Archive for Michigan

Flint State

Posted in Uncategorized with tags , , , , , , , , , , , , , , , , on May 19, 2016 by rgwallace

Flint1At Kent State, eight years ago, we killed our own children. We finally went ahead and made plain the substance of our hanging threat to all the lives of our children. If you do not do as we have done, if you do not continue what we do, we who have brought you here, we will take you out; we who feed and clothe you and teach you the words that you use, the name that is your name, we will destroy you even unto death. –June Jordan (1978)

The lead crisis in Flint, Michigan, offers a quintessential example of the social origins of our abiotic environments. Our sociality imprints upon even the most elemental of Earth’s matter.

Following up resident complaints about discoloration, taste, and smell, Virginia Tech researchers tested 271 Flint homes for lead in their tap water. From 27 parts per billion, five times greater than concentrations considered safe, an exposure leading to cardiovasular problems, kidney damage and neurological morbidity, the investigators found lead levels as high as over 5,000 pbb, a level the Environmental Protection Agency defines as “toxic waste”.

Continue reading

Advertisements

The Silver Standard

Posted in Revolution with tags , , , , , , on March 9, 2016 by rgwallace

Ministry of InformationDid Secretary of Fracking Hillary Clinton lose Michigan in part because she supports the economic model that poisons water at home and abroad? Maybe. The connection struck me (as I learned later it had others).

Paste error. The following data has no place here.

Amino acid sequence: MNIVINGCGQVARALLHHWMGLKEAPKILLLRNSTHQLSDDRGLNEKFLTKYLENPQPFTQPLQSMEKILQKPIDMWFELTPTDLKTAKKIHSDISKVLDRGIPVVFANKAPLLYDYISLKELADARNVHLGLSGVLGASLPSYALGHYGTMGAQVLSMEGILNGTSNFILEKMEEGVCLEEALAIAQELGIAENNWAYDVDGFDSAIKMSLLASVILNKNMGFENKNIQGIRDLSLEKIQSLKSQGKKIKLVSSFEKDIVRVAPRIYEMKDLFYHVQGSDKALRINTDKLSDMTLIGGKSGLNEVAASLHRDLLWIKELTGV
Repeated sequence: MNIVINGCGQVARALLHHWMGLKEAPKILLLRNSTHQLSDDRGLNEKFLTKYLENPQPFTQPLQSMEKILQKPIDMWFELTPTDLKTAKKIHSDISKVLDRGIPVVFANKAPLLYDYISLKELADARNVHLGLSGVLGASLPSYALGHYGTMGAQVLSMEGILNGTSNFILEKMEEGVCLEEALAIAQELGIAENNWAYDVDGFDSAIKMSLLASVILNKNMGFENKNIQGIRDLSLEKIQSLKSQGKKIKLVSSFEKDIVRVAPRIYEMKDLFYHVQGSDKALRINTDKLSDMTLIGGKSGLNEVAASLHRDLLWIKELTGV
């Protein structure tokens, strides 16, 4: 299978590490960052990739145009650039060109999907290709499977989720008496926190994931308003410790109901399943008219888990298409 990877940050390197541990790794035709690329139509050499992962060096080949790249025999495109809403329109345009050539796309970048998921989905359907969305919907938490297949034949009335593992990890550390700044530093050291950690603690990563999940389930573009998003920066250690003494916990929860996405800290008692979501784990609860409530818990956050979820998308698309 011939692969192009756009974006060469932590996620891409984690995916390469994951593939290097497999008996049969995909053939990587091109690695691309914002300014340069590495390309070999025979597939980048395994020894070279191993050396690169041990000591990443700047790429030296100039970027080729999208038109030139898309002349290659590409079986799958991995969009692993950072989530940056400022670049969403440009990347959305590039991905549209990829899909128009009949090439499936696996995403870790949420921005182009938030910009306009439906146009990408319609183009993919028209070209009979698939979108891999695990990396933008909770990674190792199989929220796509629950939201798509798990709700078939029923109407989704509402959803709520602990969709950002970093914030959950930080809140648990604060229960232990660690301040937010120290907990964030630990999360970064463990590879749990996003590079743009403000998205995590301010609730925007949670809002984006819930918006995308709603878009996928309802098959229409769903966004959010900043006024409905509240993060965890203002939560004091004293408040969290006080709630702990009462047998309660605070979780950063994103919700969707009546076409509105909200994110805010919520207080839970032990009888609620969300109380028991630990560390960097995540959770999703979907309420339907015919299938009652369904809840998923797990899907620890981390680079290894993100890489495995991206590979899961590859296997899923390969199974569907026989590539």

But Bernie Sanders’s primary upset in Michigan, busting many a prediction, including FiveThirtyEight’s pooled polling model, clearly unveiled loaded epistemologies.

A number of oppositional wags–funny but accurate–have characterized polling in the U.S. as testing whether voters have adequately assimilated ruling class propaganda. That is, at heart all polls are push polls, part and parcel of managing expectation. Until they don’t.

A couple years ago, suffering a case of World Cup fever, I wrote three short paragraphs on Nate Silver, pointing out the Bayesian  on which his shop depends can be saddled with the premises of power, a problem far beyond mere technical disagreements.

The politics of the nomenklatura–rolling over systemic prime directives one time interval to another in the face of what it dismisses as stochastic noise–can be found down in the very mechanics of statistical modeling.

But what happens when the rest of the world begins to make itself matter? Do the models break down from more than just bad priors and missed predictions?